Posts Tagged ‘Comic-Con’

San Diego Comic-Con 2012: Exit the Con

Monday, July 16th, 2012

Sunday, the final day of the con, once was the lightest of the days and a great one for bargain hunting. The latter is still true, but the dealer’s room floor today was packed, easily to the Wed., Thurs., Fri. levels (I wasn’t there on Saturday). I think this has to do with Sunday being much lighter on the big deal Hollywood events that take place in that aircraft hanger known as Hall H.

I had luck buying books at 50% off and bought a few original pieces of daily comic strip art, an old addiction of mine that I’ve been dipping back into lately. I love daily originals because they don’t take up much wall space and sometimes are bargains. I talked with lots of cool people, including Brian at Shout Factory, one of the truly great Blu-ray/DVD labels.

But this con is getting oppressive. The security is just a nightmare. They suddenly decide you can’t cross an aisle until traffic (!) slows. They suddenly decide that one of the relative handfuls of entrances onto the dealer’s room floor is now entrance only or exit only (no signs posted). You can’t get in the building with having your pass on its necklace seen and approved by a security staffer, but after that, you are constantly required to show your passes to security people at various doors and self-created, pointless bottlenecks. Understand this: you can’t get in the building without your pass. Yet you are constantly forced to prove that you are legally in the building. How stupid and bullying are the security people? Here’s the last thing I heard screamed at me as I headed out of the convention center: “Exit through the doors!”

I love this con, but it’s a beauty who with age has grown fat and sloppy. It’s still a great deal of fun and an amazing spectacle/train-wreck to witness. I will probably go back. But that I just said “probably” about a show I have not missed in well over a decade speaks volumes.

San Diego Comic-Con 2012: Day Four

Sunday, July 15th, 2012

We spent the day away from the con — our annual “family day,” which included a trip to Old Town and a meal at a fabulous Mexican restaurant, Casa Guadalaljara. Then Nate and Abby went off to Coronado Island for bike-riding and a visit to the famous hotel there, and Barb and I shared a quiet dinner (and a lively business meeting) with Titan publisher Nick Landau, at a wildly different Mexican place, Candelas near the convention center. Nick is a great guy and we could talk pop culture for hours…and we did.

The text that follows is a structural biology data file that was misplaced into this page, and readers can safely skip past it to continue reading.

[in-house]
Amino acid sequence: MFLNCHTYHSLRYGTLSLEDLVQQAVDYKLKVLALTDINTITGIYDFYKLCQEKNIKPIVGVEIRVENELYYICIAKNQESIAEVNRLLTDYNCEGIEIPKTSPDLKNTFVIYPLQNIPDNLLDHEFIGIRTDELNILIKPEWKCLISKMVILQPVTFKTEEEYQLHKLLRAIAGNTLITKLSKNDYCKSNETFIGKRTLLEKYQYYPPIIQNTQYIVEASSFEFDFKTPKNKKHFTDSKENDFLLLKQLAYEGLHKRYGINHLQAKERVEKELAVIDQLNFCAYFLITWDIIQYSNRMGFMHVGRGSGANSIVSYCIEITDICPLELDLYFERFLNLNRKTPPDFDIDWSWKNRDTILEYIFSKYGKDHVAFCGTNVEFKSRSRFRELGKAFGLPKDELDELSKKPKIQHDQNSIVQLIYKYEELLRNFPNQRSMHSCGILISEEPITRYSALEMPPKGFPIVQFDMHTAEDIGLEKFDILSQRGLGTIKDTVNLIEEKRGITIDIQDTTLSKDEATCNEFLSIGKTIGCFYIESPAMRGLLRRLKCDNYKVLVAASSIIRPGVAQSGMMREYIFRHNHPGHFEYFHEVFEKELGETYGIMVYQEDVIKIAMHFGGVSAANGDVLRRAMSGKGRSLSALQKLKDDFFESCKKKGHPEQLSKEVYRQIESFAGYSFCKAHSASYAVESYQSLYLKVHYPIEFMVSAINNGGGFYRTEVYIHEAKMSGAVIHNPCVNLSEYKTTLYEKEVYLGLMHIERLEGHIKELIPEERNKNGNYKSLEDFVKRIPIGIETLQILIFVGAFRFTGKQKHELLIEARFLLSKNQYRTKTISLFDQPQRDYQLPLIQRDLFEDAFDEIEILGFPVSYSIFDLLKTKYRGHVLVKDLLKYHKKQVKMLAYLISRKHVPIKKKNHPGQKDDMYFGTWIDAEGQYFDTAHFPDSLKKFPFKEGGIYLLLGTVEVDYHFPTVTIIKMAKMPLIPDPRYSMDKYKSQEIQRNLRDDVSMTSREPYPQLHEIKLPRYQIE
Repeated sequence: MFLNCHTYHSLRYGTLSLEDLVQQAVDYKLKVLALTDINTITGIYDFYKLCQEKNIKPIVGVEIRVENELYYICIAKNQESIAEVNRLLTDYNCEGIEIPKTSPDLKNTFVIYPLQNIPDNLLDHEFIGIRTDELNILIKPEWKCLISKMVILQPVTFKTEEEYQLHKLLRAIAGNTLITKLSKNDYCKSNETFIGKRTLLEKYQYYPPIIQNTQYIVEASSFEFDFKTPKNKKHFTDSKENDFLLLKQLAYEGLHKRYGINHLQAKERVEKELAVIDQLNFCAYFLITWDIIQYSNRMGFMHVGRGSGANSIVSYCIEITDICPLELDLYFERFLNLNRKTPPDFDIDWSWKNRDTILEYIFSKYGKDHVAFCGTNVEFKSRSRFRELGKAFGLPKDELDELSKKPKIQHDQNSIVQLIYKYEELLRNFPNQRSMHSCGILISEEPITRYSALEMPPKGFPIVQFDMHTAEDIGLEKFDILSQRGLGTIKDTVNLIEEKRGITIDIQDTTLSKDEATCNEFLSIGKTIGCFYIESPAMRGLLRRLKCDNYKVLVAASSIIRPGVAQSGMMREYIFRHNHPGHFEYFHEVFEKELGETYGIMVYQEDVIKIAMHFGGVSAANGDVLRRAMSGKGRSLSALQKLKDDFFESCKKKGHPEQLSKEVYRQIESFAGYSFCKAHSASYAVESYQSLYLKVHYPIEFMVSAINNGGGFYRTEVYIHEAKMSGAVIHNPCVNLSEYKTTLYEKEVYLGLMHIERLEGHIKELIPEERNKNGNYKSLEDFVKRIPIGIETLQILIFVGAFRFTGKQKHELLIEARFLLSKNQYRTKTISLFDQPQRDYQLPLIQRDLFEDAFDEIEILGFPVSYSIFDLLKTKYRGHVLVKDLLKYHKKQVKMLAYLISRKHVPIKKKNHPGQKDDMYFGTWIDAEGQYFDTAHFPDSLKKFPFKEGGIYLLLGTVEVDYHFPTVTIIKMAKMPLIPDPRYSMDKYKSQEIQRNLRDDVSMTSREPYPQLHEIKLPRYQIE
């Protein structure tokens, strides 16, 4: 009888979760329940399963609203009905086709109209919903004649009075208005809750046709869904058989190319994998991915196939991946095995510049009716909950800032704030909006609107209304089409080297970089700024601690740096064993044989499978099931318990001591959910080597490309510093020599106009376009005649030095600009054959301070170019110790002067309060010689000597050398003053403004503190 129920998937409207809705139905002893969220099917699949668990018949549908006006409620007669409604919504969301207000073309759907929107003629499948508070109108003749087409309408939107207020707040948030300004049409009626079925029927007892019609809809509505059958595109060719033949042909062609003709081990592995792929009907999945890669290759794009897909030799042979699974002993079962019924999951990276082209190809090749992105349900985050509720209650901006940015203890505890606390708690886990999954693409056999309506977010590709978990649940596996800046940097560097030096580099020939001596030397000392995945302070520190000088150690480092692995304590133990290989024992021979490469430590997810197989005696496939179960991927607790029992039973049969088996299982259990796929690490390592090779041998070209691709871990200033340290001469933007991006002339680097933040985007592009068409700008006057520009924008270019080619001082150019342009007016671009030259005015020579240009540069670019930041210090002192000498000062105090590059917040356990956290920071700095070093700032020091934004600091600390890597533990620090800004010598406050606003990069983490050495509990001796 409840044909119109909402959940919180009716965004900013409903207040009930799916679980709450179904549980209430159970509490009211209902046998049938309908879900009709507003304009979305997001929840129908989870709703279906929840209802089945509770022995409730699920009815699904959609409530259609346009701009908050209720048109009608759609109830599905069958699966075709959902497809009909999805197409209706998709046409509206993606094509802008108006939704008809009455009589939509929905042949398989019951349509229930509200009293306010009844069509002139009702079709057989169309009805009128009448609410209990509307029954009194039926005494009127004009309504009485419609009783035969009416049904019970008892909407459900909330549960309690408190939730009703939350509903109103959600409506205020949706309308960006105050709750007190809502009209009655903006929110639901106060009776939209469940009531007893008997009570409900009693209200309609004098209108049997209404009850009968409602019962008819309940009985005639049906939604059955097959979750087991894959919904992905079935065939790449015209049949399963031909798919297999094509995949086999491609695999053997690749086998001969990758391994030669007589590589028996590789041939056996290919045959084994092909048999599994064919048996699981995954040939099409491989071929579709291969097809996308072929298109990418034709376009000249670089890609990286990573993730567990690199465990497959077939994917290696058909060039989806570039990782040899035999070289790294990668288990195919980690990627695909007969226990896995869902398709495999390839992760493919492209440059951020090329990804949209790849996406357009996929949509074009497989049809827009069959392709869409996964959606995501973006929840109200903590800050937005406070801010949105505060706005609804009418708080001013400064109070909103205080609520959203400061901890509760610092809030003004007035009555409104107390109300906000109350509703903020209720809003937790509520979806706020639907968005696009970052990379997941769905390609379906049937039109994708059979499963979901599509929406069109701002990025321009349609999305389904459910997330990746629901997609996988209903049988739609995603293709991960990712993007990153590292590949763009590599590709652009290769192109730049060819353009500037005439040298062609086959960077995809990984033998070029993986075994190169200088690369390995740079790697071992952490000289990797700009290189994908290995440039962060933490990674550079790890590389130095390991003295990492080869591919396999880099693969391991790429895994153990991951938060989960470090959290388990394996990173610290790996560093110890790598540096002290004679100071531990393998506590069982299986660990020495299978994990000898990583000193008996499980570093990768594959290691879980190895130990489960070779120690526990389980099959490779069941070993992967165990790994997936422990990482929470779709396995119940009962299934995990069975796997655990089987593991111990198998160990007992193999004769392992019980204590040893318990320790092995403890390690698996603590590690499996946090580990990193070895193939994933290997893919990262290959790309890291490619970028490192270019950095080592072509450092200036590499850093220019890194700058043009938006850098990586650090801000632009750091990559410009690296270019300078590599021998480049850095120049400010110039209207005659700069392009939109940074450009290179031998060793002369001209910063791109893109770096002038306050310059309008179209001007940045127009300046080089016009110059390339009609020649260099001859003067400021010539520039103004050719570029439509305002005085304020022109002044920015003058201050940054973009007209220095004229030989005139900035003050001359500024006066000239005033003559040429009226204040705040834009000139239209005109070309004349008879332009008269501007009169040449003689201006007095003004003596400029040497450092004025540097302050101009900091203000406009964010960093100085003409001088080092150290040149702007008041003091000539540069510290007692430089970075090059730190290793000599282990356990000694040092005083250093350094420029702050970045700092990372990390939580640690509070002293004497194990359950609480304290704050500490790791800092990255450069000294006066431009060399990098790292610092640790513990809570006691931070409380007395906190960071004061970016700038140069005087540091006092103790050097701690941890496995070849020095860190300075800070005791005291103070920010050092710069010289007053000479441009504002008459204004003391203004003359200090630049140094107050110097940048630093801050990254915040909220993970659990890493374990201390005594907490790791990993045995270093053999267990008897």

Tomorrow is the final day of the con, unbelievably, and Nate, Abby and I will be there till the bitter end. Barb will shop elsewhere. This has been a fine year where appearing on panels and business was concerned, but less enjoyable for the con itself. The only panel I wanted to get into, the Warner Archive one (they do made-to-order DVDs of classic movies and TV shows, and have sucked thousands of dollars out of me) was packed due to the scheduled appearances of actors from the old SHAZAM kids’ show, which they are about to release on DVD. The line was endless and many were turned away. You’d have thought the Beatles were performing, not Billy Batson. The whole con is like that — you can’t get into anything without standing in line, sometimes for hours, sometimes over night (a woman died in a traffic accident early on in the con trying to maintain her position in a re-directed line for a TWILIGHT event). The security at the con has been inconsistent to say the least — sometimes nice, other times belligerent and frequently ill-informed, keeping people out of places that were open to them. For reasons I will never understand, masses of people are often directed through single doors (where there are multiple ones). Mid-way in the outer hall, everyone is forced through a one-person-only passageway for no discernible reason. I have always loved this con, but they are making it hard for me.